What did you do this past week?
I got a partner to work on Project 3 for this class. We are still working on the project and just made some tests and started writing code to make the tests pass. For the other class, I have another group, and, in that group, we are working on the final project for that class. The class ends this upcoming week. Luckily, the final is in class, so I get Friday off.
What’s in your way?
This week, my partner and I will need to complete the programming project for this week, and I will likely be getting a new partner for the next project. In my other class, we will be finishing the class with a project presentation and a noncumulative final exam.
What will you do next week?
I will be doing a presentation on a mockup project for eliminating bias in data sets with my group in the ethics course. There is a small connection to this course since that course involves no code, but there is a demonstration of how the solution we provide will work. I will be presenting that solution, and I decided to use gitlab to hold the demonstration files. For this class, I will of course be working on the project due on Tuesday.
If you read it, what did you think of the Paper #5: Continuous Integration?
The Continuous Integration paper made me see connections to the gitlab website that we are using to keep repositories. I also saw that the paper was written in 2006, which showed me that the concept of continuous integration is not new. Right now, the way I’ve been using continuous integration in gitlab is not very helpful since tests are developed before code and then the CI pipeline attempts to test broken code and always fails until the code is implemented. But when seen in the light of making a program faster, it seems much more useful.
What was your experience of lambdas, capture by value, and capture by reference? (this question will vary, week to week)
Lambda functions seemed like an easy way to put simple code into a function to be passed to a function. However, I understand that more complex code should be put into its own function and may be even split into multiple functions.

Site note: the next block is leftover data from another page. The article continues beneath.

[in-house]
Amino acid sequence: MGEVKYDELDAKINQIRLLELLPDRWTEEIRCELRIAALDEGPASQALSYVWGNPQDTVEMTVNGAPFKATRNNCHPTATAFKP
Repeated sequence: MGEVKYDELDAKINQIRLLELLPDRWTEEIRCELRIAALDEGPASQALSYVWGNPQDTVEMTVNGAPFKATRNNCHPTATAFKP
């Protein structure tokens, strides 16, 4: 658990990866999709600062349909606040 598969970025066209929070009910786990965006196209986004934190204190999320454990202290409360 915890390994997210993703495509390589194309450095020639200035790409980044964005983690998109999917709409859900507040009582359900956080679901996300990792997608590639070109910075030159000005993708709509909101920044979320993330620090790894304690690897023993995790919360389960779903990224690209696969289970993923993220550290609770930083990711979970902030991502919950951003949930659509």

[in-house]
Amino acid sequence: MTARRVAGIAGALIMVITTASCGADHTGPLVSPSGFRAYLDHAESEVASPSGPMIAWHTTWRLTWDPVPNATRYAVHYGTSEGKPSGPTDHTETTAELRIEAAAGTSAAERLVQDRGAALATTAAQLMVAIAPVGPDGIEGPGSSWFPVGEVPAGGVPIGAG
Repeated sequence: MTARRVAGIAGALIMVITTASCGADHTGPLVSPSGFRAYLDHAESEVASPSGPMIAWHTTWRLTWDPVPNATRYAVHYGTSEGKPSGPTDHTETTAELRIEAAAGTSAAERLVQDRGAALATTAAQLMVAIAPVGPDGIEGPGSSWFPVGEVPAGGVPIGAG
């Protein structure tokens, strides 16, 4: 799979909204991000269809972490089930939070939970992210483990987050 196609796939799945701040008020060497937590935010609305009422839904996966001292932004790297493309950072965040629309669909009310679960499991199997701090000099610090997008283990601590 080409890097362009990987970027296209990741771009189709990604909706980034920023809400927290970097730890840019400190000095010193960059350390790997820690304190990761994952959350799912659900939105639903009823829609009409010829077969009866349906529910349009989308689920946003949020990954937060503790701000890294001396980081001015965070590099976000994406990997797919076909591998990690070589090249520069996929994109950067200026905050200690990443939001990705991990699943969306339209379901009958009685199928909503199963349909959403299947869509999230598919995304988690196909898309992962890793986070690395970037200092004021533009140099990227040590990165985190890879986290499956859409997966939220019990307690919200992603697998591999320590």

Capturing by value and capturing by reference seemed like another moment that showed that doing things by reference is usually preferable when given the option. Additionally, learning about them helped me understand what the  was for when using lambda functions.
What was your experience of function objects, iterator traits, and iterator tags? (this question will vary, week to week)
Function objects and the use of them seems like an interesting way to pass functions to other functions. It adds to the possible ways to pass functions to other functions to simplify code.
I am still a bit confused about iterator traits and iterator tags, but the concept as a whole is something that I find very useful. Many times I have had a task where I need to make multiple functions that do the same thing in different ways, thus creating the need to make different function names for each of them. I think that these pieces of code will help with making calling simpler.
What made you happy this week?
My cousin came over to my house to visit. It has been a few months since he last visited. He happens to be a CS graduate, but he has more knowledge in Java than other languages.
What’s your pick-of-the-week or tip-of-the-week?
I figured out how to change the way the backlight works on my keyboard. My keyboard is a Corsair K63 keyboard, and, because it is a Corsair brand keyboard, it uses the iCUE software to change the settings of the keyboard. The most interesting thing is that the changes to the keyboard remain even if the keyboard is used with a system that does not have iCUE software. The reason this matters to me is that I use two computers, one with Linux and one with Windows. Linux does not support iCUE, so it was cool to me that the changes remained. Also, the setting I am using is a ripple effect, where the keyboard lights up around a key that is pressed and ripples across the keyboard. It has saved a lot of battery life this way.